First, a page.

- Mahesh Murthy from PinStorm. I first heard him in his talk in Proto.in, the first season and so his background was nothing new. Some of the best words in the talk – ‘Stop comparing yourself with your friends who are doing jobs – higher salary, new car, new house – thats a rat race then you are not cut out to be an entrepreneur‘, ‘If during the 10 years your friend is earning more than you, in the 11th year you will be his boss!‘, ‘Create a brand for your company/product‘, ‘Pricing is a very important strategy for marketing – there is no way a lower pricing will help cut your competition. Only higher prices implies a better quality product than your bigger, richer competitors‘.
- Hemir Doshi, IDG Ventures. Mostly VC-styled talk, common pitfalls that startups have, what they look for, the interesting companies they’ve invested in.
- Sateesh Andra, Partner DFJ ventures. An entrepreneur turned VC – he talked about his journey – how at one point they exited a company at the right time by resisting the temptation to exit early, and how the next time, they rejected an offer and then had to sell the company later for peanuts.
- Ashar Farhan, serial entrepreneur. Quickly running through the web2.0 poster boys of start-small, build early, release often philosophy companies – wikipedia that has 1 and a half fulltime employees, del.icio.us that ran off the laptop of the founder when yahoo had come to make the buy. His were a great set of tips for founders of this generation.
I had to leave early so missed the announcement about the IIIT Innovation Lab. Sun donated four servers for the lab with no strings attached. Progress would be working closely to help the students build the ideas through and MoU. Great to see the initiatives rapidly building the tempo for a great set of companies in the future. How sometimes I wish that we were here a few years later
All in all, a great event, thanks in no small part to IIIT, HYSEA and most importantly Ramesh for tying this all up together.
Ramesh has a much more detailed and a blow by blow account of this event. His blog post served as the memory aid for my blog post ;D
We are already in the bubble and it is just a matter of when and not if; if the latest post in TechCrunch is anything to go by.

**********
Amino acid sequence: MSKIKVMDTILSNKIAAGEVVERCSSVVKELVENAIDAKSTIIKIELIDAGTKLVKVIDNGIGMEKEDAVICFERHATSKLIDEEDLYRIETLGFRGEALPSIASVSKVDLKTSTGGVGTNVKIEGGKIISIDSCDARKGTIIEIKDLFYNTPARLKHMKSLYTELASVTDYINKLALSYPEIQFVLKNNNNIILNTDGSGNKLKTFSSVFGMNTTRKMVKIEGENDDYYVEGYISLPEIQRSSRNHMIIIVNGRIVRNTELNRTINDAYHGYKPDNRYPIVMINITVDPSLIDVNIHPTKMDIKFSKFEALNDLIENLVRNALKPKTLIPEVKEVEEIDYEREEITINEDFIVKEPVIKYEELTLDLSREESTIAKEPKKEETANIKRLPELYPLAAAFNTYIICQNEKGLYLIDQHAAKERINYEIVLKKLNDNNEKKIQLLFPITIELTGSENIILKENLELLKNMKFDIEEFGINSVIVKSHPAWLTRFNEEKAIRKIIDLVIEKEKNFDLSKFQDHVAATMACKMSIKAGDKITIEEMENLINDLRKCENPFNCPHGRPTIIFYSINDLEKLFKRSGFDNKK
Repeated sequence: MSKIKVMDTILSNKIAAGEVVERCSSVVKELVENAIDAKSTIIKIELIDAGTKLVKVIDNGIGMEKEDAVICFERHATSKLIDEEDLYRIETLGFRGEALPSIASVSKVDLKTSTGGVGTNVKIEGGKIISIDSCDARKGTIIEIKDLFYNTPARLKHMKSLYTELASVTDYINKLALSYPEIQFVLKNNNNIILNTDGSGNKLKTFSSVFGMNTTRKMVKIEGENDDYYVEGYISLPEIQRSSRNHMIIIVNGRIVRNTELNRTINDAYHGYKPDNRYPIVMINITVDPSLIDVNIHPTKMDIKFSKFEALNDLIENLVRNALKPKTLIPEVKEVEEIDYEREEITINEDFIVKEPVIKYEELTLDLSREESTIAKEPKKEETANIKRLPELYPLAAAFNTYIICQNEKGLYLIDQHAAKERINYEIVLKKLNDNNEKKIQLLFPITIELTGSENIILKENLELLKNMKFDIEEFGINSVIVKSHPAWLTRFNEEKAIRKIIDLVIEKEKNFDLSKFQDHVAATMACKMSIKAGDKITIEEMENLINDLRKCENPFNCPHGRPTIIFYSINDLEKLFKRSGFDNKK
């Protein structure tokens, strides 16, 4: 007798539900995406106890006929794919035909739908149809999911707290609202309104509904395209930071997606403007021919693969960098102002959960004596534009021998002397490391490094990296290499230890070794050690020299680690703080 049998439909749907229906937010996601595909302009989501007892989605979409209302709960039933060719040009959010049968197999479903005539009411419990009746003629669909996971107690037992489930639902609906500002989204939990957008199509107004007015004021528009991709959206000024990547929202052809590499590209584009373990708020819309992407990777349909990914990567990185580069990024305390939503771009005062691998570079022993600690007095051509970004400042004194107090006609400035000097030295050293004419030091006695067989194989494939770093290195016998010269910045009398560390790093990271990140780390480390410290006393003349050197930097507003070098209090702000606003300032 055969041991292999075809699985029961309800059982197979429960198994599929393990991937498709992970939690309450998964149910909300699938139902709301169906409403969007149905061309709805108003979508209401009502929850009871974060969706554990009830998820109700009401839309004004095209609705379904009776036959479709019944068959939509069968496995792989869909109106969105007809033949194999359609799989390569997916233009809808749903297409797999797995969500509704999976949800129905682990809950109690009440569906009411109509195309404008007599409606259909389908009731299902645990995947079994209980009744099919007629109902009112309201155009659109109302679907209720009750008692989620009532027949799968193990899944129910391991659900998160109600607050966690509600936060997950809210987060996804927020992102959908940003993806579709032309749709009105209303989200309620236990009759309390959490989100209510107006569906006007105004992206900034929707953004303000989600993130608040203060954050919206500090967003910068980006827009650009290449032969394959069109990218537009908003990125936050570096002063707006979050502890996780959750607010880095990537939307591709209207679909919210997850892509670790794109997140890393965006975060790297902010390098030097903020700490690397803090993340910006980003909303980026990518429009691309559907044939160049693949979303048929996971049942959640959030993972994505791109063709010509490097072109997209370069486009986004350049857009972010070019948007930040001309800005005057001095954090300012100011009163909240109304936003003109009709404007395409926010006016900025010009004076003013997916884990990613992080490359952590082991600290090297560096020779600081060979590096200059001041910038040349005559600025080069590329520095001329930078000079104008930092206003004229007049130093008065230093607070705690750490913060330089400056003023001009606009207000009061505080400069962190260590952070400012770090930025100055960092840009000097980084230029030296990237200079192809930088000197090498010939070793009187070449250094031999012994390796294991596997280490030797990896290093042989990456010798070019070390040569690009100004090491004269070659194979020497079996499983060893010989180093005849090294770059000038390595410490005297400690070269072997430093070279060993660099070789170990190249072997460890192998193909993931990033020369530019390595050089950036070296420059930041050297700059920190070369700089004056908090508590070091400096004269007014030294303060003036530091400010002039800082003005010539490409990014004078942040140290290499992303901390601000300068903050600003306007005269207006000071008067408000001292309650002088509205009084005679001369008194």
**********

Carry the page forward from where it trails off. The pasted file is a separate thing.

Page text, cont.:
Ads are intrusive, period. Unsolicited ads are spam. And I would definitely be happy to pay a marginal premium for seeing adfree content. TiVo is profitable not for nothing. And I am yet to see a hugely successful service other than Google that runs only on ads – And I think ads as a way to sell anywhere and anytime is overblown. C’mon, there is no two ways about it.
Putting ads in search engines has an intent, the user is already looking for the product/service. The ads enhance this value to the intent. The search engine already has her complete attention as she is already searching for new services/products. But not everywhere. A chat is not a place where I want to learn about new services/products; a conversation is already in place and that already has my attention. I am yet to see a IM conversation with intrusive ads which enhance the experience.
Not that ads don’t work; they do, for long we have seen TV channels, newspapers staying alive because of that. But they are not completely free either, they still charge some cost to cover the gaps. But to give an advice that any direct B2C product/service be free and supported by ads is just plain ridiculous. Good software design costs bucks, its development and maintenance costs too. Advising a (every) company to give a product for free and live by using ads is just plain BS. And users are definitely not going to be thrilled to see a (irrelevant) ad pop while in the middle of some conversation.
If this is the way things are, its just a matter of when the bubble bursts. Oh and btw just have look at the comments in the TechCrunch posts. Lots of voices of sanity in this already noisy business. Gems abound though…
After hearing that local search for guruji.com is up, I went ahead and searched for the best way to define Hyderabad local search – dum ka biryani.
Dum ka biryani gives me 0 results. Points for not giving me even one place with a dum ka biryani offering. -1/10
Duma ka biryani hyderabad gives me 0 results. Points for not giving me even one place with a dum ka offering when I even specified the place. -3/10
Biryani gives me results from places like chennai and coimbatore where any self respecting biryani afficionado will never have a biryani. Points for offering me the search results but not with the correctness. 4/10
Biryani Hyderabad returns me results from highly remote biryani centres which I see are basically biryani take home points and are never a match to the best & better biryani places which are not on the list Bahaar, Bawarchi, Paradise (which btw sux big time now!). When the big three are missing from the search list the list needs to be revamped. Points awarded for giving me a new take home biryani center near my house but not the ones that have been there since ages and are serve much better food. 2/10
My opinion is that there is still a lot left to be done in the local search site. The feedback option is very good. I however would have preferred if the site was still said to be in ‘Beta’. The list results I got are highly chaotic are no way in connected to the real world preferences or needs of a Hyderabadi biryani afficionado.